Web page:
top of page

Michigan judge visits Howling Timbers during trial to determine fate of 47 wolf-dogs kept illegally

A wolf-dog in an enclosure at Howling Timbers. Photo shared from Instagram/Howling Timbers.

A trial that will determine the fate of more than 40 wolf-dog hybrids being kept illegally at Howling Timbers Animal Sanctuary in Muskegon, MI, continued today.

The Michigan Department of Natural Resources (DNR) executed a search warrant at the unaccredited wolf-dog sanctuary in Oct. 2020 after receiving a tip that a child was attacked by a dog. The 2-year-old child had stuck her arm into a wolf-dog enclosure and a dog latched onto it. Investigators say the child lost a portion of her arm due to the incident.

While executing the search warrant, the DNR removed six red foxes, four eastern box turtles, three coyotes, and two fawns that Howling Timbers was not licensed to house. They also found 47 wolf-dogs that were being housed illegally at the property.

The year-long investigation resulted in Howling Timbers Owner Brenda Pearson facing both civil and criminal charges related to her wolf-dogs.

A civil forfeiture trial was initiated in Oct. 2021 and at that hearing the judge heard testimony that at least four people were injured by wolf-dogs at Howling Timbers in recent years. Two people were hospitalized due to their injuries. The prosecution provided evidence that none of the bite incidents were reported to the health department, which is required by law.

Assistant Muskegon County Prosecutor Amol Huprika said that the four bite incidents were just the incidents that they were aware of. He said that Pearson has accepted wolfdogs that were involved in biting incidents in other states, referencing a wolfdog named Cheyenne that severed a child’s arm in another state. Cheyenne was moved to Howling Timbers where she remains.

The judge heard testimony from Pollyanna McKillop, Animal Shelter Regulatory Program Manager for the Michigan Department of Agriculture and Rural Development. McKillop testified that Howling Timbers has not been licensed to run an animal shelter since 2018.

Michigan’s Wolf-Dog Cross Act makes it illegal to possess wolf-dogs in the state without a permit. U.S. Department of Agriculture Investigator Martin Vandevelde testified that he investigated Howling Timbers and discovered they aren't licensed by any regulatory foundation.

During an extended noon recess, Judge Annette Smedley visited Howling Timbers to examine the conditions at the facility.

Testimony continued in the afternoon with veterinarian Dr. Laurie Wright. Wright testified that during a July 2021 search warrant she assisted with documenting the conditions and evaluating the animals at Howling Timbers. She said she witnessed a wolf-dog named Chandra that was in a garage with a bloody bandage wrapped around her neck from an injury she sustained due to a history of fighting with a cage mate. She reported that the majority of the wolf-dogs were being chewed on by flies and many of them had sustained severe fly bite trauma to their ears which were bleeding and draining.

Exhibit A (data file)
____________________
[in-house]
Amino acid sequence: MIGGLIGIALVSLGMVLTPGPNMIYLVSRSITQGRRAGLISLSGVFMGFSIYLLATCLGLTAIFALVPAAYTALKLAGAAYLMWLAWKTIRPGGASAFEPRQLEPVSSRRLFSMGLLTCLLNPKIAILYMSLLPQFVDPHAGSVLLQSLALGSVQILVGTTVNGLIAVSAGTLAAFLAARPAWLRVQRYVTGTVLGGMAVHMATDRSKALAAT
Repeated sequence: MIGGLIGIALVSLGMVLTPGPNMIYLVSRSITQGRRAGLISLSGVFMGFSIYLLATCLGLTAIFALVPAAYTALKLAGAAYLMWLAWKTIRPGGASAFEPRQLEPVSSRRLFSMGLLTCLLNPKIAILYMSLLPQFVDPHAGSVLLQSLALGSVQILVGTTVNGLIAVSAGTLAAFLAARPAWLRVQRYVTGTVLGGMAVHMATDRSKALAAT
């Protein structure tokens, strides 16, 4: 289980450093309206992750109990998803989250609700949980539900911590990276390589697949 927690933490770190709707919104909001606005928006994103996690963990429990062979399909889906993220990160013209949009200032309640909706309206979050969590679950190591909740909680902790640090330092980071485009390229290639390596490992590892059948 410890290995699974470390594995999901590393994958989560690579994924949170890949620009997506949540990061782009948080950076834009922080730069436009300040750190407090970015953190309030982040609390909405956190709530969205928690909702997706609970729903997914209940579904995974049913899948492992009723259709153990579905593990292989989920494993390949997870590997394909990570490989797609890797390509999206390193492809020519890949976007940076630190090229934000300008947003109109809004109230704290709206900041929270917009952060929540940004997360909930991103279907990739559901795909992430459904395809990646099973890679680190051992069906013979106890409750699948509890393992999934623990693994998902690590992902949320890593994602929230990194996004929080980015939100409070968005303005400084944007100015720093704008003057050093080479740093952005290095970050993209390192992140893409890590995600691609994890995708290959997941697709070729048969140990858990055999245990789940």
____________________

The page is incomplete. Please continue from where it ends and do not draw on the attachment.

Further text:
Wright testified that several of the wolf-dogs were severely underweight and had discharge coming from their eyes. She said she found a wolf-dog named Hunter that appeared to be in pain and was having a difficult time walking. A wolf-dog named Zanny had a large draining wound on his hindquarters. A wolf-dog named Ed had hair loss on his forelimbs that was suspected to be self-inflicted mutilation due to stress.

Two arctic foxes that are kept in a garage appeared to be infested with parasites. A potbelly pig was morbidly obese and severely lame which was suspected to be painful. A horse named Maddie had overgrown hooves and was reluctant to walk.

Wright testified she found moldy and rotten food that was being provided to the animals. In her report, she documented water receptacles that were either rusty or in disrepair and none of them contained fresh water for the animals.

Several of the wolf-dogs displayed behaviors such as pacing, aggression to pen mates and self-mutilation, she said in her report.

“This facility and the animals housed there do not meet industry standards for operating standards, housing, husbandry, nutrition and environmental enrichment,” Wright wrote in her report.

Judge Smedley reiterated that the prosecutor, the defendant and the court do not want to see the wolf-dogs euthanized but if she rules in favor of the prosecution and acceptable sanctuaries are not lined up, the wolf-dogs will be euthanized.

" ... if they are not placed somewhere, that at the end of this hearing, my only option would be to euthanize, and that would be all of the animals and not just the young ones or the old ones and that’s something I have no control over," she said. "By law, that’s what’s going to happen."

Smedley said numerous sanctuaries have reached out to offer placement for the wolf-dogs and those offers were forwarded to Howling Timbers.

The trial will continue tomorrow with testimony expected from former volunteers, a neighbor, and a veterinarian that treated the wolf-dog named Chandra for her injury.


bottom of page